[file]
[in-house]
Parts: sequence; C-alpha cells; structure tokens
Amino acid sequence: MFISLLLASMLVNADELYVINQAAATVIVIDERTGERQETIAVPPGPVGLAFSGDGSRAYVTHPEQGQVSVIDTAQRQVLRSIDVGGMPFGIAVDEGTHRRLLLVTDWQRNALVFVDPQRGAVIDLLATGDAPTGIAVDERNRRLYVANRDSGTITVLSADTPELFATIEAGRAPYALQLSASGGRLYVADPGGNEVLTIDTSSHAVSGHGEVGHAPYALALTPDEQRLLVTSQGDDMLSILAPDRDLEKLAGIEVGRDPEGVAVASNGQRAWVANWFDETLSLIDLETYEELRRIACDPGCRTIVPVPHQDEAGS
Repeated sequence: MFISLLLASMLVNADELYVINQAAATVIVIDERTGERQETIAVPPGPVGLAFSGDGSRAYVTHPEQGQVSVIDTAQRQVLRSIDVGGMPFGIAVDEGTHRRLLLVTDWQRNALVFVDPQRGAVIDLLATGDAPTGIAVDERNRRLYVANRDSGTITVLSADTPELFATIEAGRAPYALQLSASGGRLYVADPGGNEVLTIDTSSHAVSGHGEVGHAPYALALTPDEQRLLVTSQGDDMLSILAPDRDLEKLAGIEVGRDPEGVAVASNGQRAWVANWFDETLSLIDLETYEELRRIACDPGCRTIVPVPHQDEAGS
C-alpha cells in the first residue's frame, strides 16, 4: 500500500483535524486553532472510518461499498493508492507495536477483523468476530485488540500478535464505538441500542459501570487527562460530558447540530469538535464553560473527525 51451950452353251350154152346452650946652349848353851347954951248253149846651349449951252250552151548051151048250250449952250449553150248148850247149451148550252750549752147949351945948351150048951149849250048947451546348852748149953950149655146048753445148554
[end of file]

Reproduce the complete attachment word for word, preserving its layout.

[in-house]
Parts: sequence; C-alpha cells; structure tokens
Amino acid sequence: MFISLLLASMLVNADELYVINQAAATVIVIDERTGERQETIAVPPGPVGLAFSGDGSRAYVTHPEQGQVSVIDTAQRQVLRSIDVGGMPFGIAVDEGTHRRLLLVTDWQRNALVFVDPQRGAVIDLLATGDAPTGIAVDERNRRLYVANRDSGTITVLSADTPELFATIEAGRAPYALQLSASGGRLYVADPGGNEVLTIDTSSHAVSGHGEVGHAPYALALTPDEQRLLVTSQGDDMLSILAPDRDLEKLAGIEVGRDPEGVAVASNGQRAWVANWFDETLSLIDLETYEELRRIACDPGCRTIVPVPHQDEAGS
Repeated sequence: MFISLLLASMLVNADELYVINQAAATVIVIDERTGERQETIAVPPGPVGLAFSGDGSRAYVTHPEQGQVSVIDTAQRQVLRSIDVGGMPFGIAVDEGTHRRLLLVTDWQRNALVFVDPQRGAVIDLLATGDAPTGIAVDERNRRLYVANRDSGTITVLSADTPELFATIEAGRAPYALQLSASGGRLYVADPGGNEVLTIDTSSHAVSGHGEVGHAPYALALTPDEQRLLVTSQGDDMLSILAPDRDLEKLAGIEVGRDPEGVAVASNGQRAWVANWFDETLSLIDLETYEELRRIACDPGCRTIVPVPHQDEAGS
C-alpha cells in the first residue's frame, strides 16, 4: 500500500483535524486553532472510518461499498493508492507495536477483523468476530485488540500478535464505538441500542459501570487527562460530558447540530469538535464553560473527525 51451950452353251350154152346452650946652349848353851347954951248253149846651349449951252250552151548051151048250250449952250449553150248148850247149451148550252750549752147949351945948351150048951149849250048947451546348852748149953950149655146048753445148554